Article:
He was sympathetic, and to his credit, did offer some great advice about making a decision. The issue arose when he talked about what had ultimately made up his mind: “My application reader liked my essay so much, she reached out to me personally. They invited me to a selective sleepover [for] accepted students too.”

The only sleepover I’ll be having in the near future is sleeping over twelve hours a night. 

The coronavirus affected my college experience in a “standard” way, if anything about this situation can be described as standard. I was indecisive, I couldn’t do revisit days — parents and students alike have been tittering about this since schools began going online. So while my situation was certainly frustrating, it was also completely expected. Meanwhile, students who applied to some schools overseas experienced this problem on a macroscale. Not only could they not attend revisit days, they couldn’t even visit the countries the schools are in. Juniors who were planning to tour schools and begin putting their college lists together have also been foiled by the shutdowns. 

Social distancing hasn’t just had an impact on touring options. Events like sleepovers, in-person meetings, and panels have been cancelled as well, making it harder even for those who already made their decisions to move forward with their freshman year planning. Maria Levit ‘20 made her choice quickly after receiving her admission decision, but now struggles to befriend her new peers in a strictly online format. “I’m in my school’s Facebook group, but I don’t really know how to talk to people there. Being able to visit campus and meet people would have been a really big relief, and I think it would have helped me a lot,” she says. 

Without in-person meetings, not only does she have to worry about not being familiar with anyone, but figuring out roommate options has also become near impossible for her. “It would have been really nice to have a roommate whom I knew, as opposed to being a random person. Because obviously, that’s a huge concern, you know, I think for anybody. You’re gonna be living with this random person for a year. You ideally want someone you get along with. Honestly, this has impacted me so much to the point where I’m intentionally picking singles in the housing options.”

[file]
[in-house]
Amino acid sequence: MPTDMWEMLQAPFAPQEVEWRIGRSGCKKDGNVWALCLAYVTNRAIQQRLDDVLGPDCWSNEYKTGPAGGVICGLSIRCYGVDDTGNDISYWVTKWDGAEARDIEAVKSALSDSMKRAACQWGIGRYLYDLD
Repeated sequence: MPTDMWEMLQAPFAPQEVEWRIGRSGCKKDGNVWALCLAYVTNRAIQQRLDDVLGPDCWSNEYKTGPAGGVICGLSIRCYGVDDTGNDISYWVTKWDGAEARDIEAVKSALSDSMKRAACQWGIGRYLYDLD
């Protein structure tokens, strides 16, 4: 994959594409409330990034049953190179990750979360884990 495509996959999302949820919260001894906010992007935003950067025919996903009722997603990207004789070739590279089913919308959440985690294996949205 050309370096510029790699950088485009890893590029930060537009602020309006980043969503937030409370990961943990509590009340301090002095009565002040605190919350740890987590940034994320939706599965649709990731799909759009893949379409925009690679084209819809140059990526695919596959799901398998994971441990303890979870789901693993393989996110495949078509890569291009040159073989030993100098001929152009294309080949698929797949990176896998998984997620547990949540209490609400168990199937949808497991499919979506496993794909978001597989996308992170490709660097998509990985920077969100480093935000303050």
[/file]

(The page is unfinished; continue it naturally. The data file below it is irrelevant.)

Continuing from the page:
Of course, live events are only one element of the college process that have been upended. Admission requirements, such as grades and test scores, are also a source of confusion. Many juniors planned to take their SAT and subject tests this summer, but the virus has caused the College Board to cancel their June testing date, making August the only date available before the fall semester begins.¹ The June and July ACT are currently planned to proceed as scheduled, but those who planned to take the ACT in April were forced to reschedule.²

On March 27, Boston University announced its credit/no credit grading option. The Academy followed suit with a policy of its own on April 23, which stated that “as long as students remain engaged and committed to their studies, we will not allow the online learning format of the last quarter to lower their grade.” While these policies were made to afford students more flexibility while forced to study in less-than-ideal environments, fears over college admissions have prevented many from taking advantage. 

“It’s a difficult decision to make, because college admissions might just read credits as Cs,” Anna Dzhitenov ‘20 explains. Though she does want to use the credit option for some classes, she doesn’t think the college office would recommend it. “For myself, where my grades have fallen enough to impact my GPA, but not so much that I’m near failing, I feel like they would prefer if I kept my grade as it is.”